*April 24, 2006 – *The random noise in digital images may not be so random after all. Researchers from Binghamton University in New York have found a way to link images with the digital cameras that took them using the noise. The researchers applied for two patents this month and hope the technology will help prosecute child pornographers.
"The defense in these kind of cases would often be that the images were not taken by this person’s camera or that the images are not of real children," said Jessica Fridrich, associate professor of electrical and computer engineering at Binghamton University, in the press release. "If it can be shown that the original images were taken by the person’s cell phone or camera, it becomes a much stronger case than if you just have a bunch of digital images that we all know are notoriously easy to manipulate."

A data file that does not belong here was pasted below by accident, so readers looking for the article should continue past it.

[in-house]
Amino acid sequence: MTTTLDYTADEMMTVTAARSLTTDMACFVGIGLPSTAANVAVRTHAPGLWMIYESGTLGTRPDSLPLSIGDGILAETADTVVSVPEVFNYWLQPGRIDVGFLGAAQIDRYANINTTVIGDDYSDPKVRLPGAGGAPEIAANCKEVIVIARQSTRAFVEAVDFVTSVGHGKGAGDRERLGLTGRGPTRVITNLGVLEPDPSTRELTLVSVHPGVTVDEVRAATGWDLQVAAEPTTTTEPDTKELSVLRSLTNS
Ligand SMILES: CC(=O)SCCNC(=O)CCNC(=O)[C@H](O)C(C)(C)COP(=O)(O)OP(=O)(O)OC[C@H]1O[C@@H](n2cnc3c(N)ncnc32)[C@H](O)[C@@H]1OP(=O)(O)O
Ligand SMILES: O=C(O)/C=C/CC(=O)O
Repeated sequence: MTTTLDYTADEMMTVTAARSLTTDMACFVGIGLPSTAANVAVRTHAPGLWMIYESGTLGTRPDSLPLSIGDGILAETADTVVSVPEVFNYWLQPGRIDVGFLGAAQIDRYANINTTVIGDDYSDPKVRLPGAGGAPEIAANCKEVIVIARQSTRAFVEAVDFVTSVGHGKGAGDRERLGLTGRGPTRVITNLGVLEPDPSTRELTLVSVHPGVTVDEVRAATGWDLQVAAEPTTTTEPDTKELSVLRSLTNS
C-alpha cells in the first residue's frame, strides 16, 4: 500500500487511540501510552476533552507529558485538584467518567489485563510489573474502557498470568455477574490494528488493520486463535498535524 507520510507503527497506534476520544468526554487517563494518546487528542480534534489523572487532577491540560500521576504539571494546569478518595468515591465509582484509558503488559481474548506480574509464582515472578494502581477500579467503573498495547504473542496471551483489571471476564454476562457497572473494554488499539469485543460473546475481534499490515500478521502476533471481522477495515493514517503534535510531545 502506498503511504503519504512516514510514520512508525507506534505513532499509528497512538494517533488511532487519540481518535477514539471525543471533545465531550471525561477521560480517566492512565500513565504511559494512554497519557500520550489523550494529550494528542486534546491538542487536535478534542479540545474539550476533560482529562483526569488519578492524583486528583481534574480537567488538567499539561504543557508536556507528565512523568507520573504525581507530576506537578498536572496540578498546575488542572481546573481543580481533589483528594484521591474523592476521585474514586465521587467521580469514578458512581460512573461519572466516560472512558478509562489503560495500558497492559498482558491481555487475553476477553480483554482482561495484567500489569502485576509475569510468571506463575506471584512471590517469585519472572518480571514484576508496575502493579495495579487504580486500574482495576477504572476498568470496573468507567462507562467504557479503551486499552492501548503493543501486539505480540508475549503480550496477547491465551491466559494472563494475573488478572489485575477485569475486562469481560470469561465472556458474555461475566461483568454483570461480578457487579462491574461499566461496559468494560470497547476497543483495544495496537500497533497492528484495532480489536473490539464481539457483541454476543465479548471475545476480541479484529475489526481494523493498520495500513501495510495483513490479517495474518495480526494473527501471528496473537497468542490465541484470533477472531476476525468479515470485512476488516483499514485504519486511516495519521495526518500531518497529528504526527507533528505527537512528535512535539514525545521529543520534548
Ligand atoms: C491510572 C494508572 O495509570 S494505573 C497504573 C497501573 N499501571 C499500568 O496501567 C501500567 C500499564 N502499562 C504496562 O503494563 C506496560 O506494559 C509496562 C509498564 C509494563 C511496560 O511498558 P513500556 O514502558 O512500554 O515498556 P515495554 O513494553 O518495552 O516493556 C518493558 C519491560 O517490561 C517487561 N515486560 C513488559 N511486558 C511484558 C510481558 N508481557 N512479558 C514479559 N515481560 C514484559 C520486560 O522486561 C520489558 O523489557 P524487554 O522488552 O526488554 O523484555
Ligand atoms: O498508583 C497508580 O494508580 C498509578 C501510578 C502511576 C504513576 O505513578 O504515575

Fridrich and her fellow researchers, Jan Lukas and Miroslav Goljan, liken the technique to fingerprinting because each camera has its own unique noise pattern according to their research. In the study, the group’s technology looked at 2,700 images and linked them to 9 digital cameras with 100 percent accuracy. The technology has some limitations on it however. It requires either the camera that took the picture or multiple images for analyzing.
The technology is able to distinguish between manufacturers and models; the research group claims each digital camera has its own noise pattern "inevitably created during the manufacturing process," according to the press release. The technology will be a hot topic in digital forgery cases. "We already know law enforcement wants to be able to use this," Fridrich said. "What we have right now is a research tool; it’s a raw technology that we will continue to improve."